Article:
A blog for copyeditors and for students who want to develop proficiency in copyediting
These folks wish to judge others but would not tolerate being judged themselves. In fact, they think that because their beliefs are so "American," they are above criticism.What they have on their signs is comparable to Coach McMackin's use of the f-word: it denigrates everyone outside their exclusive communities and promotes intolerance and prejudiced thinking. Error begets error.
This really made me laugh! Unbelievable!
All true, Pat! When I was in ENG 306 (Argumentative Writing), I decided for my final project to take a position on the controversial issue of whether English should be the "official" language of the nation. Just for fun (and for a challenge), though, I opted to argue for the position I am actually firmly against--that, yes, English should be the language of all levels of government.I'd always been angered by what appeared to be the lunatic ravings of hateful, xenophobic bigots, but I thought I'd be able to gain a deepened understanding of the issue itself by taking an alternative perspective. Sure enough, I discovered in my research a host of practical and reasonable arguments from reasonable people and organizations in favor of making English official. It's just sad, though, that such well-reasoned arguments never seem to be articulated or even mentioned by the typical sign-waving rally participant, like the ones in these pictures, who seem only to be spewing hatred toward foreigners while simultaneously exposing their own ignorance and stupidity.My response to these people? "Learn English yourself before telling others to do so!"Nevertheless, despite my successful attempt at playing devil's advocate, I still maintain my position that English should not necessarily be made the official language of the United States... and this is coming from an English major. ;)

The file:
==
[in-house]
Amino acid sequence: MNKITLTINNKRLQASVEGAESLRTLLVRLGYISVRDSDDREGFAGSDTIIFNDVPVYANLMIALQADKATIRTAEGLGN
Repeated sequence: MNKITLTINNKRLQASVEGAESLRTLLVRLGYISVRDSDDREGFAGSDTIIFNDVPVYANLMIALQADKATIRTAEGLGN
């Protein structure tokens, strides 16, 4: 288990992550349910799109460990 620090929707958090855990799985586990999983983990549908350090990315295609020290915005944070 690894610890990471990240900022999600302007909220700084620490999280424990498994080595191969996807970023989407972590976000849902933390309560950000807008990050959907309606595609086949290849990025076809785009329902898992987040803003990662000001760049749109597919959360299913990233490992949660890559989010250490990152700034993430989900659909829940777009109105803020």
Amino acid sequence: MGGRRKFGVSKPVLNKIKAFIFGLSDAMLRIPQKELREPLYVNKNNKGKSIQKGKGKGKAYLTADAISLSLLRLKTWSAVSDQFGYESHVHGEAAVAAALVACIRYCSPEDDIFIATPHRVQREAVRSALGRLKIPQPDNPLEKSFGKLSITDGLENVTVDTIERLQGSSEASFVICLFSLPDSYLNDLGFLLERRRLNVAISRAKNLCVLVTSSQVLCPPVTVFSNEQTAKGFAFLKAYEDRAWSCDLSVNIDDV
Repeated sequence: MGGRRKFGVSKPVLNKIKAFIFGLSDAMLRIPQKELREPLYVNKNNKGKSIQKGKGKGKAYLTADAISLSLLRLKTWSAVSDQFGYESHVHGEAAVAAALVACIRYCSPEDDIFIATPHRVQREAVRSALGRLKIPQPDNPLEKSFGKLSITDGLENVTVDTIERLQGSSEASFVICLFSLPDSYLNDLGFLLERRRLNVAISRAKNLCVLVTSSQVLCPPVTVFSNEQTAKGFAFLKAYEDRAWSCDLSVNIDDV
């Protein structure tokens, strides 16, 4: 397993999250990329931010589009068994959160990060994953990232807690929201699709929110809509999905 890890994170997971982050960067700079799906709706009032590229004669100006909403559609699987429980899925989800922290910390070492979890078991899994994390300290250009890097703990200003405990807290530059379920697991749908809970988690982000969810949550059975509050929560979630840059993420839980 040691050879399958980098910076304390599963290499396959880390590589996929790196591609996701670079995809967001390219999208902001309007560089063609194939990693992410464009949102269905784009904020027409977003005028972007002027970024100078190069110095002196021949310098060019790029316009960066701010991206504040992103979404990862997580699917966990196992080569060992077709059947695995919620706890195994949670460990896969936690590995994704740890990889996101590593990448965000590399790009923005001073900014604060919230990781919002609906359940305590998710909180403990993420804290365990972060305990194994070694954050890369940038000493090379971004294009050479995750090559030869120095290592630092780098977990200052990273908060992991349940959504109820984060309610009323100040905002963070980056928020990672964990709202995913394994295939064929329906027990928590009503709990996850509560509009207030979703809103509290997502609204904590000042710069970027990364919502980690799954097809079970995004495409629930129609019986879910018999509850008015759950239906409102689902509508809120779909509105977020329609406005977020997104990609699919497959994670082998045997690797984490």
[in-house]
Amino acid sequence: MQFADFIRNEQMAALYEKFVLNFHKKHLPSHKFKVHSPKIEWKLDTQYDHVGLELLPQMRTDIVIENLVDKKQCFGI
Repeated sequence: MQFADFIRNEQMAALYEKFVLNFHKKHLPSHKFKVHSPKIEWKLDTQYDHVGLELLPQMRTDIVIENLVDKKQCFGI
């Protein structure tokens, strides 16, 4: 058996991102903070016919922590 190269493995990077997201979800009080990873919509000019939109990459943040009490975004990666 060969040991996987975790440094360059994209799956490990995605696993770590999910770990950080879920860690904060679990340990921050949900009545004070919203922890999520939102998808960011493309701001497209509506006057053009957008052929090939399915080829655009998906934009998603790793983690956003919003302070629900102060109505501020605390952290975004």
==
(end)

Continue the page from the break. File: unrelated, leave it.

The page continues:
Thanks, Chad! I support your position completely.
Post a Comment